Monday, April 15, 2013

Samoan Buses

Samoan buses are a hoot.  They’re converted flatbed trucks that look like a big wooden bus.  Usually a family will own 3 or 4 of them and operate them in a certain region.  They’ll be painted with various slogans.  I ride bright green ones with I’u O Atua written on the side.  The inside will be crammed with seats and it’s two per seat with the one on the aisle having half a buttcheek hanging off.  Once all the seats are full they’ll start sitting people on top of other people.  Usually it’s a good idea to grab a kid and have them sit on your lap.  It’s better that than someone larger.  The front of the bus on the dashboard is usually blinged up.  Upwards of 15 rear view mirrors will be displayed even though none of them can possibly be used due to the bus being crammed.  There is also usually a feathery boa along the dashboard and necklaces hanging.  Many will also hang tapestries or lavalavas from the ceiling with a good example being my usually bus driver who has a large tiger on his. 

The best way to tell if a bus is coming is by listening.  They tend to blast their music so you can hear them a good ways off.  There aren’t any bus stops in Samoa so all you do is go out to the street, chill in a nearby faleo’o in the shade until you see one coming then just wave it down.  Buses run on a very loose schedule so the general rule is to be there 30min before it’s supposed to come and you’ll most likely catch it within the next hour.  Once you get on, a guy called a supokako will take your bag to stash upfront and point out where you should sit.  This guy is responsible for getting as many people as possible on the bus and to also handle any problems (not that there are many).  Women usually sit up front and guys in the back though if you’re married it’s considered good form to sit on each others laps so that you open up another seat.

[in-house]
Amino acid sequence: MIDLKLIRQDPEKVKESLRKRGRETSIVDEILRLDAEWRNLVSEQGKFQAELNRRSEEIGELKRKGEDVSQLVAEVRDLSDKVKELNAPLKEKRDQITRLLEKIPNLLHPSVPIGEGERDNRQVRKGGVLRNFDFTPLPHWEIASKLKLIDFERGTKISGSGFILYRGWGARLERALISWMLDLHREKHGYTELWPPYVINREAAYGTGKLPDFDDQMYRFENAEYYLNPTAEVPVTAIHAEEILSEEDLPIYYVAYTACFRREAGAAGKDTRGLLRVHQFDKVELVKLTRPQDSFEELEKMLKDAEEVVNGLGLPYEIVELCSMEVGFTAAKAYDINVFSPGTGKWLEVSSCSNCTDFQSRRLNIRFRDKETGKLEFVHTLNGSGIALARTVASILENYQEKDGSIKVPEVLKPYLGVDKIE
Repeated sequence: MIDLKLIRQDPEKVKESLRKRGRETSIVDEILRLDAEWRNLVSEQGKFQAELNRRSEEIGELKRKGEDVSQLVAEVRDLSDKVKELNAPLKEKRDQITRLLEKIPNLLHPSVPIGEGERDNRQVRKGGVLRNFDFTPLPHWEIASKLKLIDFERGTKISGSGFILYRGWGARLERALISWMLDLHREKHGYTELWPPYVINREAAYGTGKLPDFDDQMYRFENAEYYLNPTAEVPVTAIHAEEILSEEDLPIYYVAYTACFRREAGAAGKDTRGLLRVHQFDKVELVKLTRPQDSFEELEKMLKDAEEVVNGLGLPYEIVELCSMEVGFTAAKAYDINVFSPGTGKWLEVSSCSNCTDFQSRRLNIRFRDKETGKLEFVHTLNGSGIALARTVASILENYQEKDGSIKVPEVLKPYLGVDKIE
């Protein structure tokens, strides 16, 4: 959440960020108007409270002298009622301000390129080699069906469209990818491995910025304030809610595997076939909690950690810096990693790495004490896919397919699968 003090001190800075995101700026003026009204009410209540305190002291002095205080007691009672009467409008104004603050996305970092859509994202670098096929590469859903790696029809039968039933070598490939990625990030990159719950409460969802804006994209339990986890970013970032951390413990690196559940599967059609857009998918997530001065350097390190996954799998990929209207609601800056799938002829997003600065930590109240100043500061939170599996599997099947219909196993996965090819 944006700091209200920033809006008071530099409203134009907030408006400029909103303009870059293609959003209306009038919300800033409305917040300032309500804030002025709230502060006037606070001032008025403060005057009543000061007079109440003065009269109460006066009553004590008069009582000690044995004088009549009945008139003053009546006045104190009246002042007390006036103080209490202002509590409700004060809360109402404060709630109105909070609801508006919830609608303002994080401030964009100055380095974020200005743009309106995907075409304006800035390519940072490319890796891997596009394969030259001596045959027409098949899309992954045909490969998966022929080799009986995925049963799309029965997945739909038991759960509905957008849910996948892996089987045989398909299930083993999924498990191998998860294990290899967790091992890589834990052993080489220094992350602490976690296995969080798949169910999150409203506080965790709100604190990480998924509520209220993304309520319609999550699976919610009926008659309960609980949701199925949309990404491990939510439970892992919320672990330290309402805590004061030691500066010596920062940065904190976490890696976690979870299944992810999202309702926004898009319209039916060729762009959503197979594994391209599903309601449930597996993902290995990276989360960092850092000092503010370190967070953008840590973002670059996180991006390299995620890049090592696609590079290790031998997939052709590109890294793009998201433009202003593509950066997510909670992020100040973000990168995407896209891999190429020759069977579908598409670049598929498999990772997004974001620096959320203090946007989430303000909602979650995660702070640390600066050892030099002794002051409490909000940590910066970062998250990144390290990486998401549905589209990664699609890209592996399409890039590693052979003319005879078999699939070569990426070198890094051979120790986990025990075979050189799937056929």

If you’re on a bus leaving Apia you have plenty of opportunities to get food.  First off while it’s sitting in the bus depot waiting for passengers, people will be going by the windows selling food.  There’s been a crackdown recently on parents taking children out of school to sell food to bus riders.  The next opportunity is a few minutes later.  As the bus drives out of town it makes a stop at a place resembling a minimart or convenience store.  All the passengers will unload and pile into the store, loading up on snacks for the ride as well as bread and butter for the family back home.  Once you pile back in, the bus will sometimes make other stops as requested by passengers.  I’ve been in the back lot of Bluebird lumber more times than I can count as lumber gets loaded onto the bus through a door in the back and pushed through the aisle.  Sometimes baskets full of taro will be loaded up the middle of the aisle. 
Finally after all of this you’re on your way home.  The ride in and of itself is an adventure.  Going up hills you wonder if the bus will make it while going down you pray that the breaks were recently checked.

That all being said though, I really appreciate the buses.  I have one every hour in my village and they only cost 3USD to go to Apia.  I can meet new people and join in with village life.  How many other palagis (foreigners) ride the buses?  

1 comment:

  1. hilarious. can't wait to experience a bus ride in Samoa :)